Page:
Chris Brown Denied Entry to Canada

Chris Brown Denied Entry to Canada

Chris Brown made Canadian headlines recently when he was denied entry to Canada, disappoint-ing fans who had purchased tickets to his scheduled concerts in Montreal and Toronto.  Although his publicist and Citizenship & Immigration Canada (CIC) remained silent on exactly why he was denied entry, his felony assault conviction past is not so secret and therefore all signs point to immigration issues due to his not so distant criminal past.

Here's our brief synopsis of why Chris Brown may have been denied entry to Canada on his arri-val at  Montreal's Pierre Elliot Trudeau International Airport, on February 24, 2015.

An individual who has engaged in criminal activity and has been convicted of said crime outside of Canada is considered to be criminally inadmissible to enter Canada if the offence is considered a crime in Canada. Assault on another person is "an indictable offence and is liable to imprisonment for a term not exceeding five years", according to s.266, Criminal Code of Canada.

This conviction does not mean Brown can never enter Canada.  He would have to apply for reha-bilitation.  

Rehabilitation removes the grounds of criminal inadmissibility. Rehabilitation means that you lead a stable lifestyle and that you are unlikely to be involved in any further criminal activity.

You are eligible to apply for rehabilitation if you have:
committed an act outside of Canada and five (5) years have elapsed since the act;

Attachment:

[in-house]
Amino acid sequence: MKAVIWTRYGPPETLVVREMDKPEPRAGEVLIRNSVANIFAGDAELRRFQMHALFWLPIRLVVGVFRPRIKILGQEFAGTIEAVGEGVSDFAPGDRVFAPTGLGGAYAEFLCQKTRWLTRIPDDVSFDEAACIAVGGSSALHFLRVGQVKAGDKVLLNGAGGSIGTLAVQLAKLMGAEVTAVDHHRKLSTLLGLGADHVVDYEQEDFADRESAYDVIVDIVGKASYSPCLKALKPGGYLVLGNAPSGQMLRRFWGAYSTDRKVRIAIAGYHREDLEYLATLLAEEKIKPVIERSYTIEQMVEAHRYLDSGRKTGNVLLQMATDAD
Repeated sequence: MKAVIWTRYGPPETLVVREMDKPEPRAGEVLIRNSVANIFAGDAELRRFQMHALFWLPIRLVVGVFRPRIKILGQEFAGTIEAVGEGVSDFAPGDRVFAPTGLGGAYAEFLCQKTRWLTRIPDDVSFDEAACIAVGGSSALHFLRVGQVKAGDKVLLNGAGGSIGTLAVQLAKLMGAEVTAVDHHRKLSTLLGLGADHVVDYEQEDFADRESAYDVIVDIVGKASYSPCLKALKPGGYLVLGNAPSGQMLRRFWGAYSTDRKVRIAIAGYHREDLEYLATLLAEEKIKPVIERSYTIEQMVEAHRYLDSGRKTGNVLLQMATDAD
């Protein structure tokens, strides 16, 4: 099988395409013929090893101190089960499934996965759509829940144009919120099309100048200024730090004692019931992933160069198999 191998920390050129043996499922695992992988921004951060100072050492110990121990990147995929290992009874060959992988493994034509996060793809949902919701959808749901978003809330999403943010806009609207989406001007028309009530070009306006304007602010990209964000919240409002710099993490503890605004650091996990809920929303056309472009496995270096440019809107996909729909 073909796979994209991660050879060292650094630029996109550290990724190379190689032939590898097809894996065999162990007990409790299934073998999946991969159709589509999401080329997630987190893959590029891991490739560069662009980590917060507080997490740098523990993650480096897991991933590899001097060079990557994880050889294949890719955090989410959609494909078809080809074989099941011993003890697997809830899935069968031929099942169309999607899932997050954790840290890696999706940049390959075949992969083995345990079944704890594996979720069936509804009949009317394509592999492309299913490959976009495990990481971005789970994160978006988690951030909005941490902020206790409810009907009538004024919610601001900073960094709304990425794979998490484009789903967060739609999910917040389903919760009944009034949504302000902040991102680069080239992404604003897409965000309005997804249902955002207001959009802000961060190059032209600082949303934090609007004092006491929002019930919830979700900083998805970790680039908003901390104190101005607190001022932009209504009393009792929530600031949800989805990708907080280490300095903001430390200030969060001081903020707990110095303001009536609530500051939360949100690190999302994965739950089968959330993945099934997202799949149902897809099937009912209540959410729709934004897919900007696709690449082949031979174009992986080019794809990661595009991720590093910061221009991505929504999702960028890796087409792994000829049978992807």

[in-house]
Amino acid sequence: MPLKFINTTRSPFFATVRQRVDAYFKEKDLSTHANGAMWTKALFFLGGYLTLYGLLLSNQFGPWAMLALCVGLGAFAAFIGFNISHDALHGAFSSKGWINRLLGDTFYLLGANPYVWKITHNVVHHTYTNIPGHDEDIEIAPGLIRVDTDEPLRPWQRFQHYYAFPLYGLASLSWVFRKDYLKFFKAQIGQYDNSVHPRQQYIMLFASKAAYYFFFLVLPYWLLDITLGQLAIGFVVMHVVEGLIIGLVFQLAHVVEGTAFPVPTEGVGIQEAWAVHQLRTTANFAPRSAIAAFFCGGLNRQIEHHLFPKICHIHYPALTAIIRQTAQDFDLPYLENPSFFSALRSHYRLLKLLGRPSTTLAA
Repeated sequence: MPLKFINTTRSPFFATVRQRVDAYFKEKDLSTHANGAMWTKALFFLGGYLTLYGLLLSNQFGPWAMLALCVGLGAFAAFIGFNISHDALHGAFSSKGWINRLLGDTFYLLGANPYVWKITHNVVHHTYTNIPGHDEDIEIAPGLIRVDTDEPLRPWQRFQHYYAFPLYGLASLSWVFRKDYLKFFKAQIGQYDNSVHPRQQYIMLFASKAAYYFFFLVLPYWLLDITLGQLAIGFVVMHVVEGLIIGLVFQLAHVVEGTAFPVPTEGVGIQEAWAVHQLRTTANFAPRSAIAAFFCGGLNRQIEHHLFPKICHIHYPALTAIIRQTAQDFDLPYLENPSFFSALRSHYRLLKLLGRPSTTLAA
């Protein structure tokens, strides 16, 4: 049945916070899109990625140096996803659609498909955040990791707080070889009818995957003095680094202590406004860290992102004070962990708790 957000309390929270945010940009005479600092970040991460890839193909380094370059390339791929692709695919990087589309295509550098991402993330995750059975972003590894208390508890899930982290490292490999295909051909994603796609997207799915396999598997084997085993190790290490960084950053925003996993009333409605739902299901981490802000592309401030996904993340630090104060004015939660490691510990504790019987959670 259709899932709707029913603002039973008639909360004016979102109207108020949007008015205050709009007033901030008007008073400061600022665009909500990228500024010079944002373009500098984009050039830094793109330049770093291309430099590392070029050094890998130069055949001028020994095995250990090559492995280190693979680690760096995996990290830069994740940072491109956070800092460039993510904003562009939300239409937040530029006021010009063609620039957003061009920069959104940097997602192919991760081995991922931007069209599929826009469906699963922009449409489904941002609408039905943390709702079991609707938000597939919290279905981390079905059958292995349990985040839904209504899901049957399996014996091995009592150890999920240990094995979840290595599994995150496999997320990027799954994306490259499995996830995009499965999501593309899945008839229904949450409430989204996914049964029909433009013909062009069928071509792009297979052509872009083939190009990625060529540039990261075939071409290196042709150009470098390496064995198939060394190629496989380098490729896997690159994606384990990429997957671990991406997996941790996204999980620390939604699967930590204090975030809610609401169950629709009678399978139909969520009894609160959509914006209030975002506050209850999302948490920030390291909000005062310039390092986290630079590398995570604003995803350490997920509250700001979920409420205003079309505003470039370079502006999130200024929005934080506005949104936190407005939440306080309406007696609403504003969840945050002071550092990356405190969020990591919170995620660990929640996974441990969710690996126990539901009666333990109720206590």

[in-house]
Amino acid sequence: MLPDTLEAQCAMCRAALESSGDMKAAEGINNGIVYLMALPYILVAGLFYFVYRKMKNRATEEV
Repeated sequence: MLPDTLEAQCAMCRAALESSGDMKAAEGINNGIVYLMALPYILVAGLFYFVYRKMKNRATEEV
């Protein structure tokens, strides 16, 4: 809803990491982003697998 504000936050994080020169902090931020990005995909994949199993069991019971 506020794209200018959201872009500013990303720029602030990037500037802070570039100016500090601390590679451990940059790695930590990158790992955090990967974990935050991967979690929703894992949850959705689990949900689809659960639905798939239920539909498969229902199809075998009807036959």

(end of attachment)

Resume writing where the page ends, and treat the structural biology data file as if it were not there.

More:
been convicted outside of Canada and five (5) years have passed since the end of the sentence imposed.

You may be saying to yourself, "Ok, he was convicted in 2009, hasn't five years gone by?" Yes, you're right but unfortunately due to a probation violation in 2014, Brown is still currently on proba-tion.  CIC considers probation as part of the initial sentence. Chris Brown or any other individual on probation must wait five years after the probation period ends.

Maybe his lawyers did not check that last stipulation or maybe they were keeping their fingers crossed for Brown to be approved special permission at the port of entry. 

A last attempt to be granted entry into Canada when one is found criminally inadmissible is to ap-ply for a Temporary Resident's Permit (TRP) asking for special permission to enter Canada.  This can be done at a Canadian Visa Office  outside of Canada where they will grant it to you or advise you not to travel to Canada. It can also be applied for at the port of entry - probably what Chris Brown did, but at that point, if the CBSA Officer does not approve it, they will ask you to leave Canada immediately and return to your country of departure - concert that night or no concert that night!

If you need to enter Canada but you believe you may be found to be criminally inadmissible, please call or email us at Williams Immigration.  We will consult with you to determine your eligibil-ity for a Canadian visa and whether you require help with calculating your eligibility date to enter, obtaining a record suspension (pardon), applying for a TRP, we are here and happy to assist with your immigration matter!

Call 876-648-9541 or WhatsApp 876-341-VISA. Email us at This email address is being protected from spambots. You need JavaScript enabled to view it.

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